We disagree with the commenters who questioned the need for any limit on dioxins in this rule. As explained above, we believe that a limit on dioxins Start Printed Page 48407is appropriate as part of the Agency's broader strategy to control PBT chemicals in the environment, and should moreover have minimal cost impacts on industry. We also believe that a limit on dioxins in this rule is useful in distinguishing products from wastes, and in guarding against sham recycling of dioxin-containing secondary materials (dioxin being a non-contributing hazardous constituent in fertilizers). We do not agree with the commenters who suggested using a risk-based approach to setting limits on dioxins in this rule, for reasons similar to those in the preceding discussion of risk-based levels for metal contaminants. A risk-based limit on dioxins would likely be much higher than the actual levels of dioxins in high-quality zinc fertilizer, or the national soil background level of eight parts per trillion. Thus, a risk-based limit on dioxins would likely allow dioxin levels in these fertilizer products to increase greatly, to the point where they could pose unacceptable risks. EPA does not believe this to be a desirable environmental result, particularly in light of the current scientific uncertainty over the health effects of dioxins.

We also chose not to adopt a limit of 100 parts per trillion, as was suggested by one commenter. That commenter did not offer any scientific, technical or economic basis for this particular limit, nor did the commenter offer any evidence to refute our assumption that the eight ppt limit would be easily achievable by manufacturers of high-quality zinc fertilizers. We thus see no reason to adopt this higher, alternative limit for dioxins in this rule.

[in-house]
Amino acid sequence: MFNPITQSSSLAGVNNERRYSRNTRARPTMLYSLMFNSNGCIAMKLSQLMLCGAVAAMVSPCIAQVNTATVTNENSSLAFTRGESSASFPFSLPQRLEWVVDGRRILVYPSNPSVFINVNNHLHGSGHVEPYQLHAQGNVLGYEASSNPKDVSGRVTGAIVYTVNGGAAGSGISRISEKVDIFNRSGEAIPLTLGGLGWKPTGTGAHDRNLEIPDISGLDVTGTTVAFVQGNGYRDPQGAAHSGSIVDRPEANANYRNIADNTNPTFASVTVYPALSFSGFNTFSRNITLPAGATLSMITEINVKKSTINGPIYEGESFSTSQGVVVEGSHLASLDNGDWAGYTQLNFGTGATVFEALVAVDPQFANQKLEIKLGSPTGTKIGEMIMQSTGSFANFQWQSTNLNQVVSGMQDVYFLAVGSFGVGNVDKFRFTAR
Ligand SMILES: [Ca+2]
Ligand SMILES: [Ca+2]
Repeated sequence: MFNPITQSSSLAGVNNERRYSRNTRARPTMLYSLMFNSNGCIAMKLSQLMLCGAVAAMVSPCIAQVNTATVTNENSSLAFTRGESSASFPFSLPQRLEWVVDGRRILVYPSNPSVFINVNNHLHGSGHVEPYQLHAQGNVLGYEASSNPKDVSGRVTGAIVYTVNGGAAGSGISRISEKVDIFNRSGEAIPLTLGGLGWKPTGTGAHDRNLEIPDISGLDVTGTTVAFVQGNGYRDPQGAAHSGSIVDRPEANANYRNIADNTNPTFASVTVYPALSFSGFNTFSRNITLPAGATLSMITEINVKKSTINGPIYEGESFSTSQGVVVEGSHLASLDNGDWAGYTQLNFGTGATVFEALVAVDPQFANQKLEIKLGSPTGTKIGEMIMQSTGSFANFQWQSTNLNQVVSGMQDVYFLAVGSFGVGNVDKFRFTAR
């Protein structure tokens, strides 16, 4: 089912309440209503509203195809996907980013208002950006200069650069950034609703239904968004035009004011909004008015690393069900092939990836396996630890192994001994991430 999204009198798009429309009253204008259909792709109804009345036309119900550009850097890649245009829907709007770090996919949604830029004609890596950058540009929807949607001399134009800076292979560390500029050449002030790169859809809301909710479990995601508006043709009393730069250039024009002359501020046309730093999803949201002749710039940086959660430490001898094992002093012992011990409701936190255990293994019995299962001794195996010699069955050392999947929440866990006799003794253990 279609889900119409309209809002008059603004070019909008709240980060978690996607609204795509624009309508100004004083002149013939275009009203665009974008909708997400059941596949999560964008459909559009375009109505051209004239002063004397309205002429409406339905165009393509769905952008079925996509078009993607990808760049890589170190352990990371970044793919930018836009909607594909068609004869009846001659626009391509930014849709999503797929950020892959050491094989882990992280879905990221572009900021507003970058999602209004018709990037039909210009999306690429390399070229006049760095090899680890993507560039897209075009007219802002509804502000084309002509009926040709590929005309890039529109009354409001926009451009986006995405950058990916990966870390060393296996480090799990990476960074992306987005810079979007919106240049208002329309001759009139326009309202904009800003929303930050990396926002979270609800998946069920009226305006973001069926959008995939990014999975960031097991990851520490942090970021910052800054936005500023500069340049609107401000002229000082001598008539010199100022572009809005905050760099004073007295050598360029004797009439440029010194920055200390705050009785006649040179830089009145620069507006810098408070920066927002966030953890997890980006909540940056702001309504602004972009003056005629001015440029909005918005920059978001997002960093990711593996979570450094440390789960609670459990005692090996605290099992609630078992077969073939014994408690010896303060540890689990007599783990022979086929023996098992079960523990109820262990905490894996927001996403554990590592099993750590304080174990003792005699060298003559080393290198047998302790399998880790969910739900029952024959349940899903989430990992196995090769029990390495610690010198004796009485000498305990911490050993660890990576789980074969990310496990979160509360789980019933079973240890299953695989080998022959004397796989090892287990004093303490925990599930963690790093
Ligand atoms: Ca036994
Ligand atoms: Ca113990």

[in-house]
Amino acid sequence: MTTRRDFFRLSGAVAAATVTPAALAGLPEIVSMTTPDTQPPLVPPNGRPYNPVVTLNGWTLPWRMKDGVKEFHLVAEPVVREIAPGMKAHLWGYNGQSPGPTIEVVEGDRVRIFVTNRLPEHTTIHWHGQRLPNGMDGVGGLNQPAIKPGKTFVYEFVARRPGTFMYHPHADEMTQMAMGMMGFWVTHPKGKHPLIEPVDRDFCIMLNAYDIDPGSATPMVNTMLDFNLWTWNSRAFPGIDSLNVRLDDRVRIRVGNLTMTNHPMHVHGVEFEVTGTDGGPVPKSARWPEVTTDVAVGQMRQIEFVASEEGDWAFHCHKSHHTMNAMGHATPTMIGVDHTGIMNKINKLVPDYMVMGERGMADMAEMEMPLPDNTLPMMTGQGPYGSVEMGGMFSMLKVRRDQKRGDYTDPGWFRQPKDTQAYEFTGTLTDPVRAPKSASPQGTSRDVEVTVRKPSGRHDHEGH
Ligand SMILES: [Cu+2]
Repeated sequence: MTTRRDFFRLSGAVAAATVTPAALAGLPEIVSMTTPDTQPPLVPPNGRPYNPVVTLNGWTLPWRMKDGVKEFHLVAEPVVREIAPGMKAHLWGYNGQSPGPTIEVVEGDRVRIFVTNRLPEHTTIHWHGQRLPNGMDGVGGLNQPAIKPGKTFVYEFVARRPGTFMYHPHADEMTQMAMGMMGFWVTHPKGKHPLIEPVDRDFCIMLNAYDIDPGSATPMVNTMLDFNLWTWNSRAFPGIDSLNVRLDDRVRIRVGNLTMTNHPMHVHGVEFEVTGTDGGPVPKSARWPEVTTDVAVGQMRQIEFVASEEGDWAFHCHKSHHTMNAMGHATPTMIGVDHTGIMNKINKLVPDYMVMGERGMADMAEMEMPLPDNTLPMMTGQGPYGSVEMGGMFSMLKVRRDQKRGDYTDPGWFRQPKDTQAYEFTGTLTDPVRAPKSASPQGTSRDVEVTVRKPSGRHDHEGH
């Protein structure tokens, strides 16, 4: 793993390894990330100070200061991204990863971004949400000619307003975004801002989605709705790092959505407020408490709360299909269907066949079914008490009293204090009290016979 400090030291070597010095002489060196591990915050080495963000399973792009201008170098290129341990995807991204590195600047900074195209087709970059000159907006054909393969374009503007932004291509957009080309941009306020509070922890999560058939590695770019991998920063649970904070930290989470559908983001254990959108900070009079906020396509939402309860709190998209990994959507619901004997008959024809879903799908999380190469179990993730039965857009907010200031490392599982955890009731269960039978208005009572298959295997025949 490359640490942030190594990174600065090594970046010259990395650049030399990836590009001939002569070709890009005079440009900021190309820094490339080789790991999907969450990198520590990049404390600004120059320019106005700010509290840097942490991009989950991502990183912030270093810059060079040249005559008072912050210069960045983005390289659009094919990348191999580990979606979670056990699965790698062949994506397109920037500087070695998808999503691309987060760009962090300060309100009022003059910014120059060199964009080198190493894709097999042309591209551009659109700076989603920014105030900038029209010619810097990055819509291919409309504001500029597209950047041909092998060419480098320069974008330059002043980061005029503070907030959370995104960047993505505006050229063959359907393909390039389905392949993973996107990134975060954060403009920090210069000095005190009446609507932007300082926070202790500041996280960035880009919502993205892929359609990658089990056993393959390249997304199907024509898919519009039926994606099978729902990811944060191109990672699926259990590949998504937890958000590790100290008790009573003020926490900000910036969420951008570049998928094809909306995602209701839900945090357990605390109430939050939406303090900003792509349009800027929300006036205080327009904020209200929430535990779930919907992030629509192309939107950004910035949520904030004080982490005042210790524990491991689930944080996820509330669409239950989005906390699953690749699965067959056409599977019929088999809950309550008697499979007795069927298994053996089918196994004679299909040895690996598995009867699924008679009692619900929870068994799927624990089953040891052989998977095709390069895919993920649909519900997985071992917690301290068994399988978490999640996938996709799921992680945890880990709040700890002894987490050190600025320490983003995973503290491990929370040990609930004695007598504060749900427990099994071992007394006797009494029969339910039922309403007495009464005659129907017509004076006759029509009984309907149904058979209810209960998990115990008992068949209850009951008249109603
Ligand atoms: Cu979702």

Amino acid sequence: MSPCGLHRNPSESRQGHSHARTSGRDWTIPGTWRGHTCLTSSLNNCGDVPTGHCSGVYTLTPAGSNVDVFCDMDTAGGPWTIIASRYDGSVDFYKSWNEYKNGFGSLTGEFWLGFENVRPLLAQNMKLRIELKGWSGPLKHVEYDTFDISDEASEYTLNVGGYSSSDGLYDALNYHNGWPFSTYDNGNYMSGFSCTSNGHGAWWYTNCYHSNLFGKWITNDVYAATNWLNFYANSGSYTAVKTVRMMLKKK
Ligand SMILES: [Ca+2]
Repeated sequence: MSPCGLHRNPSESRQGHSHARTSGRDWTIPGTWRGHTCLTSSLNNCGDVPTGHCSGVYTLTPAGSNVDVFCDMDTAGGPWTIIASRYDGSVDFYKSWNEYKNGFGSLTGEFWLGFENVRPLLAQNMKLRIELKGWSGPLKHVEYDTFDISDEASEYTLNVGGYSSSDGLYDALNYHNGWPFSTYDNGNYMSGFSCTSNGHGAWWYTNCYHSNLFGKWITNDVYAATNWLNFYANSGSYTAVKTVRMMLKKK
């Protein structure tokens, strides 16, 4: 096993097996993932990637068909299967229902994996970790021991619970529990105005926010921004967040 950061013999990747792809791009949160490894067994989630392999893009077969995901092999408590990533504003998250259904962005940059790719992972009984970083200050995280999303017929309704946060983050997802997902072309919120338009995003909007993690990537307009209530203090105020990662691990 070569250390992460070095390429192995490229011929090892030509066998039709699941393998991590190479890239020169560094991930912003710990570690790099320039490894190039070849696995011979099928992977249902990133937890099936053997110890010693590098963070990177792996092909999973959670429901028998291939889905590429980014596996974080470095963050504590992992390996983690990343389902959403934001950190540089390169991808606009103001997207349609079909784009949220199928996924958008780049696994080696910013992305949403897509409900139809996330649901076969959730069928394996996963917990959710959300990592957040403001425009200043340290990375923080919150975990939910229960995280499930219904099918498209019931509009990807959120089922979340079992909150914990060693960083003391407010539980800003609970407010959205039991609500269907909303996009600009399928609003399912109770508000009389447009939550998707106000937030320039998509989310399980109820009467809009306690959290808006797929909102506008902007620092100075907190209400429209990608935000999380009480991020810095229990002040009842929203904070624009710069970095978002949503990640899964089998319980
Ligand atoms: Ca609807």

IV. Mining Wastes Used To Make Fertilizers

In the preamble to the proposed rule, EPA discussed and requested comment as to the regulatory status of certain fertilizers that are made from mining wastes which exhibit a hazardous characteristic (e.g., are toxic when tested according to the TCLP, cited earlier). One particular iron fertilizer product, which is widely marketed to consumers through retail outlets under the name “Ironite,” has been identified as being made from such material. This product is notable for containing approximately 4400 parts per million of arsenic—to our knowledge, the highest arsenic levels of any fertilizer, by several orders of magnitude. At issue is the fact that the hazardous mining wastes used to make Ironite are presently exempt from regulation as hazardous wastes, under the so-called Bevill exemption in the RCRA statute (section 3001(b)(3)(A)(ii)).